Good Morning America's George Stephanopoulos on Thursday put the
responsibility for passing health care on the shoulders of the pro-life Bart
Stupak, worrying that the Congressman is "now threatening a mutiny over the
issue of abortion." The GMA host interviewed Stupak and pressed him three
times on voting for the legislation. [Audio available here .]
At one point, he solemnly queried, "If the President doesn't change the language, if your language is not accepted, you and your 11 colleagues who voted yes the last time will vote no this time. Does that mean you're prepared to take responsibility for bringing down this whole bill?"
Notice that Stephanopoulos placed the obligation on Stupak and not on pro-abortion Democrats who, one could argue, are more concerned with that issue than with passing health care. Earlier in the segment, the ABC journalist grilled, "So, if the President doesn't change the Senate bill, you can't vote for it?"
In the previous segment, Stephanopoulos talked with Health and Human Services
Secretary Kathleen Sebelius. Pivoting off her denial that the bill funds
abortion, the former Democratic operative turned journalist focused, again, on
whether Stupak could vote for the legislation.
Stephanopoulos insisted to the Michigan Congressman, "She said the President's bill, the President's proposal, does not change the status quo on abortion, does not have federal funding on abortion. Do you agree? And can you vote for it?"
Now, the network anchor did challenge Sebelius by wondering, "Well, as you know, Congressman Stupak simply disagrees. He says the Senate bill does do that [fund abortion] and President's proposal does do that."
But, Stephanopoulos did not press the HHS secretary on whether abortion was more important to Democrats than a bill. And, considering that the restrictions on abortion funding were in the House bill, but have been stripped out of the Senate version, he didn't ask if pro-choice Democrats were "mutinying" against their pro-life colleagues.
A transcript of the Stupak interview, which aired at 7:09am EST on March 4, follows:
GEORGE STEPHANOPOULOS: Let's bring in Congressman Stupak now. And, Congressman, you heard Secretary Sebelius there. She said the President's bill, the President's proposal, does not change the status quo on abortion, does not have federal funding on abortion. Do you agree? And can you vote for it?
BART STUPAK: Well, no one has seen the President's bill yet. We've seen proposals. The President indicated yesterday four more proposals he'd like to incorporate. So, we want to see the bill. But, the bill that they're using as the vehicle, is the Senate bill. And if you go to page 2,069, through page 2,078, you will find in there, the federal government would directly subsidize abortions. Plus, every enrollee in the Office of Personnel Management enrolled plan, every enrollee, has to pay a minimum of $1 per month toward reproductive rights, which includes abortions.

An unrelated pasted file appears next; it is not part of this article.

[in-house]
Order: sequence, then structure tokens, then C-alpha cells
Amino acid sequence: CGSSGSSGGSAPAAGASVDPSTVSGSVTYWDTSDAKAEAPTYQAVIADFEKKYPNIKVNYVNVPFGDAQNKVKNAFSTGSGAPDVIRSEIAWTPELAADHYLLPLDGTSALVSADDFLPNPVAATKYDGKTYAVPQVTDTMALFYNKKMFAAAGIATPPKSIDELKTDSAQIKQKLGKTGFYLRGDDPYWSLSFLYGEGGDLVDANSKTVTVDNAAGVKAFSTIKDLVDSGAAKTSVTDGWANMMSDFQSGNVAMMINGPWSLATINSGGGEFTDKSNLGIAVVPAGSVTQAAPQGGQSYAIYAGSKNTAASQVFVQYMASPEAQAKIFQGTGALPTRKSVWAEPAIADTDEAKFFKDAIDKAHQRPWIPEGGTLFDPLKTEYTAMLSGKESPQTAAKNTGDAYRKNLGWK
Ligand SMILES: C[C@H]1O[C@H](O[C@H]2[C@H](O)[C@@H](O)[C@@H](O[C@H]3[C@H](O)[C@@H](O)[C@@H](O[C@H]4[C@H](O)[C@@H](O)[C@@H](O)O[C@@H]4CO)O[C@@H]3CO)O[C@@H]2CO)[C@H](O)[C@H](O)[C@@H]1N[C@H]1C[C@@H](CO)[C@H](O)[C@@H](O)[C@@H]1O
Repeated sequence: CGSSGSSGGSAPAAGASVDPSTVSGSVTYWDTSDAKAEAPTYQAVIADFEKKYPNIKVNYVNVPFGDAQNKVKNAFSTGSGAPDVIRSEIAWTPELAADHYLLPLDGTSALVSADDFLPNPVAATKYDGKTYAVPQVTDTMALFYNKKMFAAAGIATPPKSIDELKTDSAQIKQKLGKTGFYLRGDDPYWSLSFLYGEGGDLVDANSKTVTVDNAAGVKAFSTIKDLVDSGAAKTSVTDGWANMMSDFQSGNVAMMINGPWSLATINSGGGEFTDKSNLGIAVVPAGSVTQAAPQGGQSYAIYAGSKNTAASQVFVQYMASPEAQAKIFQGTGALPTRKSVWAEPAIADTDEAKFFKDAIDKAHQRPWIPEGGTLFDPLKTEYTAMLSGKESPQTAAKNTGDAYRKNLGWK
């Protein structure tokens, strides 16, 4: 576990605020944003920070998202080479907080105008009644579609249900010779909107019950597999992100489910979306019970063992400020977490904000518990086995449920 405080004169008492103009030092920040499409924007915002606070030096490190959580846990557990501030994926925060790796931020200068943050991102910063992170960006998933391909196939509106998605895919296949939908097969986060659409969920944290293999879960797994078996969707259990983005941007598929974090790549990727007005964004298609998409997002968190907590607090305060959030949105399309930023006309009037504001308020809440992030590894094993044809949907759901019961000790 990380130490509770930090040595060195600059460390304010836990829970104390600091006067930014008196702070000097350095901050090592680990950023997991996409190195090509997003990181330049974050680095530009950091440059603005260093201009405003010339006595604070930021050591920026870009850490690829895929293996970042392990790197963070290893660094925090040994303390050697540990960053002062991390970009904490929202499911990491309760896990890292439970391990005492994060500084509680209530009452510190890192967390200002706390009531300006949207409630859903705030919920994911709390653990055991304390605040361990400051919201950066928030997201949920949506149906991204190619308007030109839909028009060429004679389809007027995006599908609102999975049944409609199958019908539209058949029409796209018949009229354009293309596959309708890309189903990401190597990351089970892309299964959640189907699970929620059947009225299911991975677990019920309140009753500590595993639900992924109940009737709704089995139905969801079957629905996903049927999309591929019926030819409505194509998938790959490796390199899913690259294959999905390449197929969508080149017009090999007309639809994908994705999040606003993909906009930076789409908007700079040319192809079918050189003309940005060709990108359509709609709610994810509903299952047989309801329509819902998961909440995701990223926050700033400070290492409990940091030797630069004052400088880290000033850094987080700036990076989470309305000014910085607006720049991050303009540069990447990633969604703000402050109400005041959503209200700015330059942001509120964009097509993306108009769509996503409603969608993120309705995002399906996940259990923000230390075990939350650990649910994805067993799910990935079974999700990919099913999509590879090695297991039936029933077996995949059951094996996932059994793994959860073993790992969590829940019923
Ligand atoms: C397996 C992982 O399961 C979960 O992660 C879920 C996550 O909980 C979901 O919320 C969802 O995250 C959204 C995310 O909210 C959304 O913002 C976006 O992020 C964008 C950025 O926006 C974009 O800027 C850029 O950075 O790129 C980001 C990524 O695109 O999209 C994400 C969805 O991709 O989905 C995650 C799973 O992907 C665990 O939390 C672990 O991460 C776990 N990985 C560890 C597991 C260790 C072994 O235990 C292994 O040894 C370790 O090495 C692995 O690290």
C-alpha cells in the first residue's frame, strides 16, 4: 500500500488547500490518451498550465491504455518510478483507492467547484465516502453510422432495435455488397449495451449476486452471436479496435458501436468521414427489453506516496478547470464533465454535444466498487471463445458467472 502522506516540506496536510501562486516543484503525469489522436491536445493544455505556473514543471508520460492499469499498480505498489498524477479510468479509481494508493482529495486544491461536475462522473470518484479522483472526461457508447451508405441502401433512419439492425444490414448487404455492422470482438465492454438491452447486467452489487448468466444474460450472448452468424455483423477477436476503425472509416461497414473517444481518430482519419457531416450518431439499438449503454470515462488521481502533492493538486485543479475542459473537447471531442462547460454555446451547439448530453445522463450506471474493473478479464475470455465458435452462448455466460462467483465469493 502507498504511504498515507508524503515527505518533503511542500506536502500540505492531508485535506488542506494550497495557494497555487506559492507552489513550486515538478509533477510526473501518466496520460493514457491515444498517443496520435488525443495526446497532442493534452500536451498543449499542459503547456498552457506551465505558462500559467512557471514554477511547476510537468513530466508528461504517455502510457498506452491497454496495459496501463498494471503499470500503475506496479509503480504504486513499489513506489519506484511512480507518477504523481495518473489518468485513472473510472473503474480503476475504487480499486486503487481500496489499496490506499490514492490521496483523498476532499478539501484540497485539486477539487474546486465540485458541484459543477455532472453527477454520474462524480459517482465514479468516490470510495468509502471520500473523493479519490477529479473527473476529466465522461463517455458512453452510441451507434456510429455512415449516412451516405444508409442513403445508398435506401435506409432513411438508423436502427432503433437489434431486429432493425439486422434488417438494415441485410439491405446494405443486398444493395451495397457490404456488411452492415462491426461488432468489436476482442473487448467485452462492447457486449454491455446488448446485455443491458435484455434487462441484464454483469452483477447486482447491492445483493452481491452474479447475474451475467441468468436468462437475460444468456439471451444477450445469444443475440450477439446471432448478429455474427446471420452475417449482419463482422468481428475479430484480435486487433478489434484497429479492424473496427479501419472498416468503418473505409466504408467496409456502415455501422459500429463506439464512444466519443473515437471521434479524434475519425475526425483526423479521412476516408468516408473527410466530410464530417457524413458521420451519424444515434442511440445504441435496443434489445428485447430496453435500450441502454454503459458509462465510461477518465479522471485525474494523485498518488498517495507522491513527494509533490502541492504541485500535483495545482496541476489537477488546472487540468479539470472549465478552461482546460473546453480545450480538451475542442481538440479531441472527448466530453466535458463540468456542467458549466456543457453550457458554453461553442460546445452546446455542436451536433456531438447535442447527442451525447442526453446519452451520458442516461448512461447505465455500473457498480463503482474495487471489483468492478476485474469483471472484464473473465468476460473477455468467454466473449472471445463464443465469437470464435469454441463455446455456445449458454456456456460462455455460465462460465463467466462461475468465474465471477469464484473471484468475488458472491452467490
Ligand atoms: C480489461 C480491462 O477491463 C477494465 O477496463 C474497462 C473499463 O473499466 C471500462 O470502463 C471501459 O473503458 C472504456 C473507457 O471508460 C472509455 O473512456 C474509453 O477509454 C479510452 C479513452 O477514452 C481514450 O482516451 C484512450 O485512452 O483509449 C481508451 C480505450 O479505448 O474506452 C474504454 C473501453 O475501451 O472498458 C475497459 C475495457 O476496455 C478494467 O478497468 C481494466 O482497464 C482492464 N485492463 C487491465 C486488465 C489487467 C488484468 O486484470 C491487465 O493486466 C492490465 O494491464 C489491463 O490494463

STEPHANOPOULOS: So, if the President doesn't change the Senate bill, you can't vote for it?
STUPAK: No. We're not going to vote for this bill with that kind of language in there. The President says no federal funding for abortion. I have eight pieces of legislation we currently have in federal law that says no public funding for abortion. Take any one of these and insert the language. And we'll be happy. We can support this legislation. We voted for health care before. I want to see health care pass. I agree with the Secretary. People are being priced out of the market. We must have health care. But, boy, there's some principles and beliefs that some of us are not going to pass.
STEPHANOPOULOS: But, Congressman, how can you do that? As I understand the process, that kind of abortion language cannot be tied to the reconciliation bill. It would be knocked out of the reconciliation bill. So, there's no way to change the Senate bill.
STUPAK: We did welfare reform under reconciliation when President Clinton was in. SCHIP SCHIP, the State Children's Health Initiative Program was passed through reconciliation. You can do it. If there's a will, there's a way. That's just an excuse they're giving. Look, give us the language. Let's keep the current law. No public funding for abortion. Let's pass health care. Affordable, quality health care for all Americans. That's what I want to see done.
STEPHANOPOULOS: Have you asked the President to put your language in the bill?
STUPAK: We've repeatedly told his staff, here's what we need. Yes, I had a discussion with the President back in September, before we had our amendment back on the House floor. You know, it's there in current law. They keep saying they want to maintain current law. Take their choice. There's eight programs out there. Just keep the language.
STEPHANOPOULOS: But, let- Let me be clear here.
STEPHANOPOULOS: If the President doesn't change the language, if your language is not accepted, you and your 11 colleagues who voted yes the last time will vote no this time. Does that mean you're prepared to take responsibility for bringing down this whole bill?
STUPAK: Yes. We're prepared to take responsibility. I mean, I've been catching it ever since last fall. I mean, lets face it: I want to see health care. But we're not going to bypass some principles and beliefs that we feel strongly about. And the President, he has shown flexibility. He's putting in Republican proposals. Look, let's keep current law. No public funding for abortion. Lets pass health care.
STEPHANOPOULOS: And if he accepts your abortion language, quickly, will you vote for the bill?
STUPAK: We'll read it. We'll make sure it's a quality piece of legislation. Members are not interested in voting for the Senate bill. That's for sure.
-Scott Whitlock is a news analyst for the Media Research Center. Click here  to follow him on Twitter.